F-Pace immune from Brexit fallout

Will British car prices here alter as result of the UK’s determination to pull out of the EU? Jaguar Land Rover says anything is possible, but says the F-Pace won’t be a test case.


AN immediate effect of Brexit has not persuaded the biggest distributor of British vehicles here to reprice its most important car in years just days from launch.

The United Kingdom’s decision to pull from the European Union instantly reduced the value of British sterling by as much as 10 percent against major currencies, a 31-year low and its biggest fall in history. It had yet to recover at time of writing.

However, there’s no likelihood any effect of a weaker pound passing onto the F-Pace, a sports utility on sale from this Friday (July 1) that Jaguar considers to be a key model in this SUV-fixated market.

Motorcorp Distributors’-owned Jaguar and Land Rover New Zealand, the biggest importer of new British cars here with 1300 registrations in 2015, says a car that spans from $95,000 to $165,000 is already sharply priced, so there’s no need for revision.

Also fueling a determination to hold firm on the sticker is uncertainty about the long-term impact of the UK’s EU pull-out, general manager Steve Kenchington said.

“It’s potentially a blip … and, at the moment, there’s an element of wings and roundabouts. It could move back up as quickly as it has come down. I think it’s too early for us to make assumptions. We’ve just got to let the dust settle.

“We don’t know whether it will go anywhere and we also feel that our pricing is incredibly sharp in terms of where it (F-Pace) is positioned.”

While a cheaper pound conceivably helps UK car manufacturing operations’ export markets, any gains from this might be offset because the imported components most use will increase in price, he points out.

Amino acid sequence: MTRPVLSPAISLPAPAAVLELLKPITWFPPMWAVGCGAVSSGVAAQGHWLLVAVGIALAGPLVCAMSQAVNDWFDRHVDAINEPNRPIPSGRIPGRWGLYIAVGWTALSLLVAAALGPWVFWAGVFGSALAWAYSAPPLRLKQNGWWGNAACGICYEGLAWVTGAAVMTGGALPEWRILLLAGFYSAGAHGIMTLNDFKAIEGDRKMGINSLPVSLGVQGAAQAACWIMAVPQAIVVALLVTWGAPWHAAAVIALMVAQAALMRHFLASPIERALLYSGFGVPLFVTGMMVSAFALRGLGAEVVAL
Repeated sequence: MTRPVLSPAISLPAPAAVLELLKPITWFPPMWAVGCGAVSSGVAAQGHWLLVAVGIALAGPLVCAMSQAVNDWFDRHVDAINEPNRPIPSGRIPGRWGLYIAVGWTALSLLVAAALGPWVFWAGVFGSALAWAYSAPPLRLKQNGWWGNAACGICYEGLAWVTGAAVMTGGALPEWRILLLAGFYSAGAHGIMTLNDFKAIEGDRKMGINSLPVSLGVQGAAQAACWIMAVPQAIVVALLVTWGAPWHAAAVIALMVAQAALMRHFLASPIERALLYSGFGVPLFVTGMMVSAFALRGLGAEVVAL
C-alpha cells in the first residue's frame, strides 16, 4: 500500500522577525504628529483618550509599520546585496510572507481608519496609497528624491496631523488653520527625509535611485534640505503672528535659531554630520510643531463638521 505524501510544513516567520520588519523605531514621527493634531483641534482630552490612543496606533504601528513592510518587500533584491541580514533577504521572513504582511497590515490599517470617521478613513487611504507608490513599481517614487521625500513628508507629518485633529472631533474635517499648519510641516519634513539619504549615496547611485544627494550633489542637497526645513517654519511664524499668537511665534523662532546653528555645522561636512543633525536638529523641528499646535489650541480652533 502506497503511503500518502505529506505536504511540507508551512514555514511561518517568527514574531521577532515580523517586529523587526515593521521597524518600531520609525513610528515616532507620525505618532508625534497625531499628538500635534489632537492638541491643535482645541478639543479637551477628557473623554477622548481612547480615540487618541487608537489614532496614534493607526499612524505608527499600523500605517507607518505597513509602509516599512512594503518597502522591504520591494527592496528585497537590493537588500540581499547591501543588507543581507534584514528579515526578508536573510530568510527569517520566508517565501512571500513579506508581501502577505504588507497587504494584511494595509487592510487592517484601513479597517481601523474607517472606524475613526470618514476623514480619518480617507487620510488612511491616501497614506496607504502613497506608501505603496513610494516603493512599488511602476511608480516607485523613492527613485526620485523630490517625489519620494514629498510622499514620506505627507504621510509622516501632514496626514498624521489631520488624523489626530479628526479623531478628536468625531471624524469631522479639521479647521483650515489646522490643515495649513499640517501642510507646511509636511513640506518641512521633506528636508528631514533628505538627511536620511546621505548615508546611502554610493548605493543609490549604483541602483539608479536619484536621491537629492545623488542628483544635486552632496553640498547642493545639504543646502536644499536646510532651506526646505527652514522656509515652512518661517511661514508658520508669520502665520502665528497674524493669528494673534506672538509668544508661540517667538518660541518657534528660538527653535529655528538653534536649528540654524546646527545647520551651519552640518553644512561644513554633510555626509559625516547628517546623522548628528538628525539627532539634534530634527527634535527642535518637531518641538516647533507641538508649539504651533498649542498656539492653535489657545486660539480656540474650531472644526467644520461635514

“About 40 percent of the parts come out of Europe so there could even be price increases. We just don’t know one way or the other, yet.”

That scenario has already been considered by overseas commentators who point out that premium makers sell with relatively high margins, so some hit on parts sourcing costs might be very absorbable.

Also lurking in the background, though, is a concern the British ca industry – which built 1.69 million vehicles in 2015 – might also be hit by a return of a 10 percent tariff.

Kenchington says the situation simply is far from clear, but if the pound remains depressed, he agrees, then JLR here will have to address this market’s pricing.

“If it remains in the long term then we would certainly have to review it, without a doubt. But in the short to medium future we will stay where we are.”

Motorcorp buys JLR product in New Zealand dollars, he explains, and while the rate is dictated by the factory, the local benefit is that “we don’t get gains or losses. The factory absorbs that and it’s their risk, not ours.

“From order to arrival in NZ can take anything up to five months so anything that does happen will take some time to happen. But we don’t face the risk, which is probably the right thing – it certainly has been for the past few years.”